In a major statement on the relation of art and politics in America, Tom Lutz identifies a consistent ethos at the heart of American literary culture for the past 150 years. Through readings of Sherwood Anderson, Willa Cather, Hamlin Garland, Ellen Glasgow, Sarah Orne Jewett, Sinclair Lewis, Edgar Lee Masters, Claude McKay, Edith Wharton, Anzia Yezierska, and others, Lutz identifies what he calls literary cosmopolitanism: an ethos of representational inclusiveness, of the widest possible affiliation, and at the same time one of aesthetic discrimination, and therefore exclusivity.
At the same time that it embraces the entire world, in Lutz's view, literary cosmopolitanism necessitates an evaluative stance, and it is this doubleness, this combination of egalitarianism and elitism, that animates American literature since the Civil War. The nineteenth century's realists and sentimentalists, the writers of the Harlem Renaissance and of the Southern Renaissance, the firebrands who brought in the new canon and the traditionalists who struggled to save the old all ascribe, Lutz argues, to the same cosmopolitan values, however much they disagree on what these values demand of those who hold them.More info →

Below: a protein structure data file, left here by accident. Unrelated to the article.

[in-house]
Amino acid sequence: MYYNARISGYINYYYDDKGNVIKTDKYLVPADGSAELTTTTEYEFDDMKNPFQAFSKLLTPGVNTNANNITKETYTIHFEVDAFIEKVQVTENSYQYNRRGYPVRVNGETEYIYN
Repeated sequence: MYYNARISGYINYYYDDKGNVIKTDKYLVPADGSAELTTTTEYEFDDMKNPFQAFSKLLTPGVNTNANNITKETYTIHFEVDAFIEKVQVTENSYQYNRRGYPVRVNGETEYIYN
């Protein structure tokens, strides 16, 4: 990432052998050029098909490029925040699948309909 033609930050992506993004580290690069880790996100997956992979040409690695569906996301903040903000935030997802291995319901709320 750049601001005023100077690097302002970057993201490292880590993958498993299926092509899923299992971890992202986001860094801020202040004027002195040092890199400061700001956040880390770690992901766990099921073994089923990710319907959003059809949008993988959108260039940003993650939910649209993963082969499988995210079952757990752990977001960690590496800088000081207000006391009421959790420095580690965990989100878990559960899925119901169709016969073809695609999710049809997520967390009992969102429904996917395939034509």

Originally published in The Messenger, these essays are collected here for the first time, and include pieces on their home states by Wallace Thurman, Anita Scott Coleman, Alice Dunbar-Nelson, Charles S. Johnson, E. Franklin Frazier, Wallace Thurman, & George Schuyler.More info →
Hysteria, insomnia, hypochondria, asthma, skin rashes, hay fever, premature baldness, inebriety, nervous exhaustion, brain-collapse—all were symptoms of neurasthenia, the bizarre psychophysiological illness that plagued America's intellectual and economic elite around the turn of the century.More info →